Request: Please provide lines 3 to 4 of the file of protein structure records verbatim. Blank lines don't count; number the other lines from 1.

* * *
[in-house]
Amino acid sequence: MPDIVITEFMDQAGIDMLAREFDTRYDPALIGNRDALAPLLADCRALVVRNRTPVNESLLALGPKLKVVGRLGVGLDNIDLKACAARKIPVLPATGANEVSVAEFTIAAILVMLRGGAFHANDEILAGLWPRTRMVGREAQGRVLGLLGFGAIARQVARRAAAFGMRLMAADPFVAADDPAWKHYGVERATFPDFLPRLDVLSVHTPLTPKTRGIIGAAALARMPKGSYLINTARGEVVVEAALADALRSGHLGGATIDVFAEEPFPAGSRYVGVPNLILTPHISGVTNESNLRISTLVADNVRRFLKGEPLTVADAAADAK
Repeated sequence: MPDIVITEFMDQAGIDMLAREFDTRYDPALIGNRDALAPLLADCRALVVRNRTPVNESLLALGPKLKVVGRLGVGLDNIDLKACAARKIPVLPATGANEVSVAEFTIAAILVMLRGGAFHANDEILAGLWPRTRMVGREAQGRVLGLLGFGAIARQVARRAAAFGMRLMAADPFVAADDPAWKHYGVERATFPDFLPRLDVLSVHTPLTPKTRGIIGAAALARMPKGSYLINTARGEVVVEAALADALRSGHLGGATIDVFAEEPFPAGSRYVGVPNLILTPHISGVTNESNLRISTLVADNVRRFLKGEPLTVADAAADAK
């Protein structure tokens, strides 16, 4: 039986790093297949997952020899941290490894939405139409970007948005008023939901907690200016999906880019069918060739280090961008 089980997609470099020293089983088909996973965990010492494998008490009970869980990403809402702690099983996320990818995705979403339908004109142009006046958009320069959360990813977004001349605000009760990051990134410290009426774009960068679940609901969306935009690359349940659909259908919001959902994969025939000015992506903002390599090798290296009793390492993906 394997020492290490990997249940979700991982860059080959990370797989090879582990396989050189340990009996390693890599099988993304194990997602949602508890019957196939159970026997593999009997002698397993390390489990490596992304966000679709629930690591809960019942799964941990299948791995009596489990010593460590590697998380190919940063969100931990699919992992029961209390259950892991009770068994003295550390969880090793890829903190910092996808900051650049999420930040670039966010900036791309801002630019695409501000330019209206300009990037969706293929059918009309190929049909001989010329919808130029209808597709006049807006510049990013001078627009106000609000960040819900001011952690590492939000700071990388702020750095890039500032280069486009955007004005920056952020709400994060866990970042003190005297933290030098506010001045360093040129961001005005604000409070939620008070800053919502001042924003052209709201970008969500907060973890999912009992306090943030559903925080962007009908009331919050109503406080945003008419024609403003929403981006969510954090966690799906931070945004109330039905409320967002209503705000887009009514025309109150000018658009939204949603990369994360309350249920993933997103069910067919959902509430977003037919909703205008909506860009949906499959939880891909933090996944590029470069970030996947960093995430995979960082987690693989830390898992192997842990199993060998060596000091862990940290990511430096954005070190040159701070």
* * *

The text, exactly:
Repeated sequence: MPDIVITEFMDQAGIDMLAREFDTRYDPALIGNRDALAPLLADCRALVVRNRTPVNESLLALGPKLKVVGRLGVGLDNIDLKACAARKIPVLPATGANEVSVAEFTIAAILVMLRGGAFHANDEILAGLWPRTRMVGREAQGRVLGLLGFGAIARQVARRAAAFGMRLMAADPFVAADDPAWKHYGVERATFPDFLPRLDVLSVHTPLTPKTRGIIGAAALARMPKGSYLINTARGEVVVEAALADALRSGHLGGATIDVFAEEPFPAGSRYVGVPNLILTPHISGVTNESNLRISTLVADNVRRFLKGEPLTVADAAADAK
């Protein structure tokens, strides 16, 4: 039986790093297949997952020899941290490894939405139409970007948005008023939901907690200016999906880019069918060739280090961008 089980997609470099020293089983088909996973965990010492494998008490009970869980990403809402702690099983996320990818995705979403339908004109142009006046958009320069959360990813977004001349605000009760990051990134410290009426774009960068679940609901969306935009690359349940659909259908919001959902994969025939000015992506903002390599090798290296009793390492993906 394997020492290490990997249940979700991982860059080959990370797989090879582990396989050189340990009996390693890599099988993304194990997602949602508890019957196939159970026997593999009997002698397993390390489990490596992304966000679709629930690591809960019942799964941990299948791995009596489990010593460590590697998380190919940063969100931990699919992992029961209390259950892991009770068994003295550390969880090793890829903190910092996808900051650049999420930040670039966010900036791309801002630019695409501000330019209206300009990037969706293929059918009309190929049909001989010329919808130029209808597709006049807006510049990013001078627009106000609000960040819900001011952690590492939000700071990388702020750095890039500032280069486009955007004005920056952020709400994060866990970042003190005297933290030098506010001045360093040129961001005005604000409070939620008070800053919502001042924003052209709201970008969500907060973890999912009992306090943030559903925080962007009908009331919050109503406080945003008419024609403003929403981006969510954090966690799906931070945004109330039905409320967002209503705000887009009514025309109150000018658009939204949603990369994360309350249920993933997103069910067919959902509430977003037919909703205008909506860009949906499959939880891909933090996944590029470069970030996947960093995430995979960082987690693989830390898992192997842990199993060998060596000091862990940290990511430096954005070190040159701070």